The Granddaughter’s Dissertation: Some Thoughts on Knowledge about Migration in 1960s Switzerland

While studying the scholarly literature on immigration in post–World War II Switzerland, the personal dedication in a 1964 dissertation about the “assimilation of foreign workers” caught my attention: “In memory of my paternal grandmother Antonietta Zanolli-Recati, who in 1905 moved with her family from Belluno to Zurich, the land of Pestalozzi.”1 This dedication interests me … Continue reading The Granddaughter’s Dissertation: Some Thoughts on Knowledge about Migration in 1960s Switzerland

Race, Gender, Respectability, and Knowledge

The stimulating blog Black Perspectives has published an online roundtable on Black Women and the Politics of Respectability that includes two posts clearly relevant to the history of knowledge. Instead of exploring the link between education and respectability that is familiar, for example, in European social history, these pieces scrutinize the special role played by … Continue reading Race, Gender, Respectability, and Knowledge

Journalistic Practices and Knowledge Production

In 1903, the Austrian journalist Emil Löbl observed that "many of today's readers" see their newspaper as a "universal encyclopedia," the study of which, they believed, satisfied their duty as "cultivated people" (Kulturmenschen) to stay informed. Whether or not this was a positive development, journalists needed to recognize that "modern readers expected of newspapers the … Continue reading Journalistic Practices and Knowledge Production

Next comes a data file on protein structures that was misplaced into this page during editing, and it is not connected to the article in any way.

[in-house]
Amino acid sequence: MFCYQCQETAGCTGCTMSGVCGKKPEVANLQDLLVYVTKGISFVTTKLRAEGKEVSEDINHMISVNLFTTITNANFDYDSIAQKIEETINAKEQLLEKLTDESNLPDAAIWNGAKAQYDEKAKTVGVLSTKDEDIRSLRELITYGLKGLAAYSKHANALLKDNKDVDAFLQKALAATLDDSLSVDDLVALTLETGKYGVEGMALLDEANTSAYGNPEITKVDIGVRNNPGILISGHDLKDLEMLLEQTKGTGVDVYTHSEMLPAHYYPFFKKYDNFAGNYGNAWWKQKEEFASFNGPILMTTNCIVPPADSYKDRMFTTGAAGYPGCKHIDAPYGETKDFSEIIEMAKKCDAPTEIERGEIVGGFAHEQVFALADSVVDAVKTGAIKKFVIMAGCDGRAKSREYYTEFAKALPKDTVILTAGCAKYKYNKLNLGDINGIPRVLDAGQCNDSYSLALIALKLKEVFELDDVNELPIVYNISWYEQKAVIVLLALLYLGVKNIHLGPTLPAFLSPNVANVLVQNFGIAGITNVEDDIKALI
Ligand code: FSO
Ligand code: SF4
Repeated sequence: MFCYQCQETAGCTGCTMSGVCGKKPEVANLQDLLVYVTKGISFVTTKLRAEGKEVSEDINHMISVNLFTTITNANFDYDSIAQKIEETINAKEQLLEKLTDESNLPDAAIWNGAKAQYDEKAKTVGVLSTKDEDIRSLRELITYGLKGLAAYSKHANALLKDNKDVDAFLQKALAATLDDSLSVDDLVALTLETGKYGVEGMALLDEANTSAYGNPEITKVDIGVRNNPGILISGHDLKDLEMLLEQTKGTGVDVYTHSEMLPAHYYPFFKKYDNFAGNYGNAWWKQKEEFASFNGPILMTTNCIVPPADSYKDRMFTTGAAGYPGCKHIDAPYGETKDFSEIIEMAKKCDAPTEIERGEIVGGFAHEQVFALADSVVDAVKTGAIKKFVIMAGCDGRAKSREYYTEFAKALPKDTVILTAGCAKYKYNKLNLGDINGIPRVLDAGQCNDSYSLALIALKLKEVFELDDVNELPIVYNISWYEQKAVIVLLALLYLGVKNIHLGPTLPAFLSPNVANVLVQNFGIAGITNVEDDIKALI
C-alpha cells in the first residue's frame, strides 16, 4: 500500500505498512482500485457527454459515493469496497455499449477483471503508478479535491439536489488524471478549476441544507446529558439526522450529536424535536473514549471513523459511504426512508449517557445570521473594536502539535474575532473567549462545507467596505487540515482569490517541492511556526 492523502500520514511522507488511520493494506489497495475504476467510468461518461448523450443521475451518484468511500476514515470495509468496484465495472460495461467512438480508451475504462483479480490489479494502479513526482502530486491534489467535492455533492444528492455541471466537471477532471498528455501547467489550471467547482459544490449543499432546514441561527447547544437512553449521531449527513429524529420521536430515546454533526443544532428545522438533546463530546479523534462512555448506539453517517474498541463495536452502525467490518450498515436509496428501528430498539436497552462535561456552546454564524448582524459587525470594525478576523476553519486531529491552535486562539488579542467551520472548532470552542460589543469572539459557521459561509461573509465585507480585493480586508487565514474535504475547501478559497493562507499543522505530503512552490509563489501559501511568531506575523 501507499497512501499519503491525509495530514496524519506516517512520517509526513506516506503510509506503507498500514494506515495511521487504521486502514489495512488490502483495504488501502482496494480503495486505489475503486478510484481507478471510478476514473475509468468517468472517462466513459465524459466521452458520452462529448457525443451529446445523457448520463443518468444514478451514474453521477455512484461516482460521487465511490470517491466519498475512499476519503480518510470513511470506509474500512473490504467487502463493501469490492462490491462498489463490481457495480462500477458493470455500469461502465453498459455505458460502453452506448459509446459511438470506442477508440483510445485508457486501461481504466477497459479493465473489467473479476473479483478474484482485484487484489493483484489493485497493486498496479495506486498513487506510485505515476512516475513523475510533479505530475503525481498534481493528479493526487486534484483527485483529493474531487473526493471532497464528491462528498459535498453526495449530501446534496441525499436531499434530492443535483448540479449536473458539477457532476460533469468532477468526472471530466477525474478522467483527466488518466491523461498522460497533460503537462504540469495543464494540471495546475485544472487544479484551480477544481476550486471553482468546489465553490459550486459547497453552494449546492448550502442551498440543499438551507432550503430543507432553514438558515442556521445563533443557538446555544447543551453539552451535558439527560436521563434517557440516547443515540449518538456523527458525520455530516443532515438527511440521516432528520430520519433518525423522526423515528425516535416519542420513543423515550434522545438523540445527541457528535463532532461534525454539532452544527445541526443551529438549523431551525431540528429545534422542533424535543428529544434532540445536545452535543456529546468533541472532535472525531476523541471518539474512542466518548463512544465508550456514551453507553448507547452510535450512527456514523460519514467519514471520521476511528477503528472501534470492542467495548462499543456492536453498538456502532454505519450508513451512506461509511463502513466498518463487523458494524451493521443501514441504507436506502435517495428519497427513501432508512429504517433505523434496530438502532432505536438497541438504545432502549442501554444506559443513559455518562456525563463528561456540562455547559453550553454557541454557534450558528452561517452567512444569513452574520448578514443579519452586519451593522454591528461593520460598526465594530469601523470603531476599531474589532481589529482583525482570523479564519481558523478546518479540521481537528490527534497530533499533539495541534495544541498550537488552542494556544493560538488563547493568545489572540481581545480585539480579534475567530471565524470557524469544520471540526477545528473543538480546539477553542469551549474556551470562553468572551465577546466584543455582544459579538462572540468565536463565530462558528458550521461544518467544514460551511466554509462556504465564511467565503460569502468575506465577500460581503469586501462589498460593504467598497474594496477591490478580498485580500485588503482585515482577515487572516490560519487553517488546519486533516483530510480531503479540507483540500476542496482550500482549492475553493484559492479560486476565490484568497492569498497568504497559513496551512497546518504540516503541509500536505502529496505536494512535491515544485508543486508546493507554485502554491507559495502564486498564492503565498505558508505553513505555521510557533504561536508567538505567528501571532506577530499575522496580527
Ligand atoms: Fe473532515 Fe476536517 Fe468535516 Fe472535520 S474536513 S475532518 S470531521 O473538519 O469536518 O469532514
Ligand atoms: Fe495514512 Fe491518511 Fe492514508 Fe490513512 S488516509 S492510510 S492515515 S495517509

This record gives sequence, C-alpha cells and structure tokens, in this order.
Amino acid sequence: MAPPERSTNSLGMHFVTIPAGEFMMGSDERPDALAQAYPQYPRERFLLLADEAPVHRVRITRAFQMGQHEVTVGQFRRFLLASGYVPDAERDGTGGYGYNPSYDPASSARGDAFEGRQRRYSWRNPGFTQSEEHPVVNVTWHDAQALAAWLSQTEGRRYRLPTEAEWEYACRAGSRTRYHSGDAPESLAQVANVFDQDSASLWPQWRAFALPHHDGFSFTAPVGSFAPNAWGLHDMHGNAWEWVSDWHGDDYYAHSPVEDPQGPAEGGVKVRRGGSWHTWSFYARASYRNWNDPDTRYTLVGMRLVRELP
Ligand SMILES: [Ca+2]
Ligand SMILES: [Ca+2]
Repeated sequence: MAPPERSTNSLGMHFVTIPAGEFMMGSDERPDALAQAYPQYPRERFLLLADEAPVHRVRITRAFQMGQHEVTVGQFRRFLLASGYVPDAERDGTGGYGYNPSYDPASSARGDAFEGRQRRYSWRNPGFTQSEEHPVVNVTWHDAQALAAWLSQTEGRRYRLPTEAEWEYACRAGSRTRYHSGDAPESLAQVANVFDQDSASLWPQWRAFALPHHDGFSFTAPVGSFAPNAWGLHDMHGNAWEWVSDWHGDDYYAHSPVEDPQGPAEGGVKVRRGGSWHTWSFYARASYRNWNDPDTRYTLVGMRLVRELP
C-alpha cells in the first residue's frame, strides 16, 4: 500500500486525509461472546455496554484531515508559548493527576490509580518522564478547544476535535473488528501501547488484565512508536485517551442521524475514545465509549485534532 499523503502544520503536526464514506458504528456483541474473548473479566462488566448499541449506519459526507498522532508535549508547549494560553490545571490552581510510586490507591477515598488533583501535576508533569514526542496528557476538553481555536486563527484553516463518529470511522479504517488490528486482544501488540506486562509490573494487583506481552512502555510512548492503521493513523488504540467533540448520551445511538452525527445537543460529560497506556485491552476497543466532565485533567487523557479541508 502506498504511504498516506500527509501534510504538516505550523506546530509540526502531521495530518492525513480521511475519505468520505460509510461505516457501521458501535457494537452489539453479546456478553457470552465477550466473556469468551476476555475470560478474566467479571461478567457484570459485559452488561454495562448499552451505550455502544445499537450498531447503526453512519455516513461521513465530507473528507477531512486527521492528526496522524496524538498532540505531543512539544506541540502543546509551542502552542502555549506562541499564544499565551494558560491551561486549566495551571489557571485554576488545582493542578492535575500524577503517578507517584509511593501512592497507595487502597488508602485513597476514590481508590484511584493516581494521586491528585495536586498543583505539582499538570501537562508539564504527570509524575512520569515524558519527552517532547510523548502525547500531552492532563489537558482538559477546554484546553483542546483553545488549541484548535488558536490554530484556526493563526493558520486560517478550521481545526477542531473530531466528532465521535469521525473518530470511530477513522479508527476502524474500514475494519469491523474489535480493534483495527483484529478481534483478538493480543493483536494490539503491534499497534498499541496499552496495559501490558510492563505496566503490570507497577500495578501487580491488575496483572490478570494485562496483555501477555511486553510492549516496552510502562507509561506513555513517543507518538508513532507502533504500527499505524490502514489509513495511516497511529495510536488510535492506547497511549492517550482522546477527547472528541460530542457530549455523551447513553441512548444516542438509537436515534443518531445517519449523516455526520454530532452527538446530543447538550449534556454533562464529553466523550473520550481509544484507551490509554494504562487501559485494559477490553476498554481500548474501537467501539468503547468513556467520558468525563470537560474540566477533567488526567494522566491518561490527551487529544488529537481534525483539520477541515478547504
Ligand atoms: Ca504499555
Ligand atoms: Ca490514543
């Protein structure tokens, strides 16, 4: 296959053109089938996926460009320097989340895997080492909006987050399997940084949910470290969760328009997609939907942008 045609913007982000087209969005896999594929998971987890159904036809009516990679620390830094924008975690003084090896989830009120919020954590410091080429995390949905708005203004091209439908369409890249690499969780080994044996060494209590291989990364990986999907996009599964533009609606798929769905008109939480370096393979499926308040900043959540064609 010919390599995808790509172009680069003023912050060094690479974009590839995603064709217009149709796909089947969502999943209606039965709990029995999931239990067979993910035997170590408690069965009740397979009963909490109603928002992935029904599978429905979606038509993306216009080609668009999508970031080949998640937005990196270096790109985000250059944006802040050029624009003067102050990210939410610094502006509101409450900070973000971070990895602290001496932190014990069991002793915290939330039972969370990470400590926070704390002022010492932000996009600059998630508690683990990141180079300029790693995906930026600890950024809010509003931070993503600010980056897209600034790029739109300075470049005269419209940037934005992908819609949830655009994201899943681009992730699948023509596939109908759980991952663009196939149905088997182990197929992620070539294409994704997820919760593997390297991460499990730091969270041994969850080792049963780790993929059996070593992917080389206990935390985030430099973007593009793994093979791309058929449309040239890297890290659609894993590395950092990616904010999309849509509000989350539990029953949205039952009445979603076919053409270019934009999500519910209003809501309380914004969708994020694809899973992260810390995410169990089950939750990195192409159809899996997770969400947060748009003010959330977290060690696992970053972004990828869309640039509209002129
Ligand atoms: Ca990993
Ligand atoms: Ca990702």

The ‘Academic Nachwuchs’ Label in Germany

Ein Forscher, eine Forscherin ist meines Erachtens mit Abschluss der Promotion wissenschaftlich mündig. After earning a PhD, a scholar has, in my opinion, reached academic adulthood. I have only ever heard the German term Nachwuchs in an academic context, which I understood to be a label for people rather junior in the profession, "trainees" or … Continue reading The ‘Academic Nachwuchs’ Label in Germany

Organizing and Communicating Historical Knowledge: Some Personal Observations

In my initial academic encounters with Germany in the late 1980s and early 1990s, one of the things that impressed me was the availability of handbooks as well as specialized encyclopedias such as Geschichtliche Grundbegriffe. The textbook series Oldenbourg Grundriss der Geschichte was a new experience for me.1 Each volume offered concise, chronologically organized surveys … Continue reading Organizing and Communicating Historical Knowledge: Some Personal Observations